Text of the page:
The North Sea Cycle Route


The North Sea Cycle Route will surprise you with its diversity

From land located below sea level (the Netherlands) to cliffs over 1,000m in height (Norway). Sample wee drams in Scotland, pedal past millennial port cities such as Gothenburg or Hamburg and pedal from the well maintained cycle paths of Denmark to the inviting beaches of the Netherlands. Expect to be pleasantly surprised along this popular and about 5,900 km long cycle tourist track. And don’t forget to check the ferry timetables!

The North Sea Cycle Route

Travellers from the Continent would typically begin the English section of the North Sea Cycle Route at Harwich International Port in Parkeston. From there, there is a signposted route that meets the National Cycle Network’s NCR51 in a park to the south of Dovercourt station. The route is then signposted as NCR51 south-east to Colchester where it then follows National Cycle Route 1. Once on NCR 1, this route takes you all the way to the Scottish border.

An alternative route from Harwich is to take the National Cycle Route 51 in the other direction, then take a (seasonal) foot ferry north using NCR 51 to Felixstowe and then either head directly for the NCR1 using Regional Cycle Route 41 to Woodbridge or take a more scenic route using RCR41 up the Suffolk coast and join NCR1 near Saxmundham.

The Scottish section of the North Sea Cycle Route follows the British National Cycle Route 1 (NCR 1) from the English border to Thurso on the north-east tip of the Scottish mainland. From the nearby port of Scrabster the route continues via ferry services to Stromness in Orkney and from there to Shetland. From there the route starts up again in Norway.

(The ferry service linking Lerwick in Shetland with Bergen in Norway has been discontinued. The alternative is the summer-only twice-weekly flights from Sumburgh Airport south of Lerwick to Bergen in Norway, operated by flybe.)

The Norwegian section of the North Sea Cycle Route starts in Bergen, and exits to Sweden at Svinesund. The route follows the southern coastline, and is approx 1000 kilometres long. Along the route several towns are visited, among them Haugesund, Stavanger, Kristiansand, Arendal, Larvik, Sandefjord, Tønsberg, Fredrikstad and Sarpsborg.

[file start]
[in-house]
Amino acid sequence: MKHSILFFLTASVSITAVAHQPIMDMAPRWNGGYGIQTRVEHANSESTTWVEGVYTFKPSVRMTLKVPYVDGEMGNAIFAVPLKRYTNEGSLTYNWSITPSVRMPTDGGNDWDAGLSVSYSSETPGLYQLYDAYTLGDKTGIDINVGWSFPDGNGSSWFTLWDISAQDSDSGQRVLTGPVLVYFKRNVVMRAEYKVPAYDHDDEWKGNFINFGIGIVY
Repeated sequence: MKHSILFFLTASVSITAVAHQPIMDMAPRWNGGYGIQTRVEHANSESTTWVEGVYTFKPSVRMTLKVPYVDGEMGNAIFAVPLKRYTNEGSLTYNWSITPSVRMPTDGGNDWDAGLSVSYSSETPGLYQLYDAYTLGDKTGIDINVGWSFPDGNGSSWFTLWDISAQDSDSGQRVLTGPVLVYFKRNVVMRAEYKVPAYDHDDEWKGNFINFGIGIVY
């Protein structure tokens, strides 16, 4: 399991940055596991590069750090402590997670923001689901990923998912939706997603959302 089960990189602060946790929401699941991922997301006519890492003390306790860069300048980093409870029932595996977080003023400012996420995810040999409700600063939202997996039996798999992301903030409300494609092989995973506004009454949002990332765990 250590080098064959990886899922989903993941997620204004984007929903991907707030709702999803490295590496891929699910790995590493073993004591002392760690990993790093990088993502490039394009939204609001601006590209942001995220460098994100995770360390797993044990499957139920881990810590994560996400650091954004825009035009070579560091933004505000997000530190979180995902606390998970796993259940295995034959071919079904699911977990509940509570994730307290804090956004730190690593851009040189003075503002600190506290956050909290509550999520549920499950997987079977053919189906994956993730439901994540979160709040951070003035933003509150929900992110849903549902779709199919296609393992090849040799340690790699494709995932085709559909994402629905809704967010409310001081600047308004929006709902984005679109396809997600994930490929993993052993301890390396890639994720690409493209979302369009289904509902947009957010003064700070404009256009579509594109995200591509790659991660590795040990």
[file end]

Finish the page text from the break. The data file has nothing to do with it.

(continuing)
The whole route is marked with a sign that reads 1, as it shares it route with the Norwegian National Cycle Route 1.

Because routes that have been ferries before have been abolished and tunnels that are forbidden for bicycles have been as replacements, the route is now moving far into the inland east of Stavanger in order to still reach Bergen. Even this route might be canceled, because it uses the ferry from Stavanger to Tau, which will be replaced by a Tunnel as well, possibly also with “bicycle forbidden” signs.

The Swedish section of the North Sea Cycle Route is 380 km (240 mi) and follows the west coast of Sweden through the counties of Halland and Västra Götaland.

From Norway, the route starts at Svinesund and follows the Cykelspåret cycling route through the province of Bohuslän towards Gothenburg. The navigation signs of the Cykelspåret cycling route are badly maintained, which makes additional GPS-navigation necessary. From Gothenburg, it follows the Ginstleden and Cykelspåret Väst cycling routes southwards to the port of Varberg. From there the route departs Sweden with the ferry to Grenå in Denmark.

The Danish section of the North Sea Cycle Route follows two routes of the Danish National Cycle Routes network, routes 5 and 1. It starts just across the channel from Sweden at the Danish port of Grenå on the Djursland peninsula. Following national route 5 it travels north to Skagen. From Skagen it continues south along the west coast following route 1 all the way to the town of Rudbøl on the German border.

The German section of the North Sea Cycle Route follows the German Cycling Network’s D1 route. This route follows for the most part the North Sea coast through rural areas, but also passes several towns and cities. You will become acquainted with various parts of the Wadden Sea landscape, which is absolutely unique. Sometimes the route diverts inland to a more varied landscape.

The Dutch section of the North Sea Cycle Route is approximately 585 km (364 mi) long and follows two national LF-routes, the LF10 (Waddenzeeroute) and the LF1 (Noordzeeroute), starting at the German border at Nieuweschans to Sluis near the Belgian border.

The LF10 starts from Nieuweschans near the German border and continues 275 km (171 mi) to Callantsoog. This route shows you the Groningen and Frisian coast at its best. The salty, fresh wind on your back and gaze at the endless green pastures cycling along vanished villages, congested inland seas, hidden, stinzen, mounds and basalt dikes. Highlights include the former island of Wieringen in North Holland, part of the route, Lauwersmeer National Park. The route also passes over all ports with ferry connections to the Dutch Wadden Sea. A little “island hopping” to Vlieland and Schiermonnikoog is easily possible.

From Callantsoog, the route follows the LF1 from nearby Den Helder and continues 310 km (190 mi) to Sluis near the Belgian border.

Before the Belgian sections were included, the North Sea Cycle Route originally terminated at the Hook of Holland where passenger ferries sail to the English port of Harwich, thus completing the circuit of the North Sea Cycle Route.

The Belgian section of the North Sea Cycle Route has been added in at a later date. It basically continues to follow the LF1 from the Netherlands and goes from Knokke in the Zwin region through to Oostende, to Nieuwpoort and to De Panne close to the border with France.[4] (The LF1 ultimately terminates at Boulogne-sur-Mer in France.)

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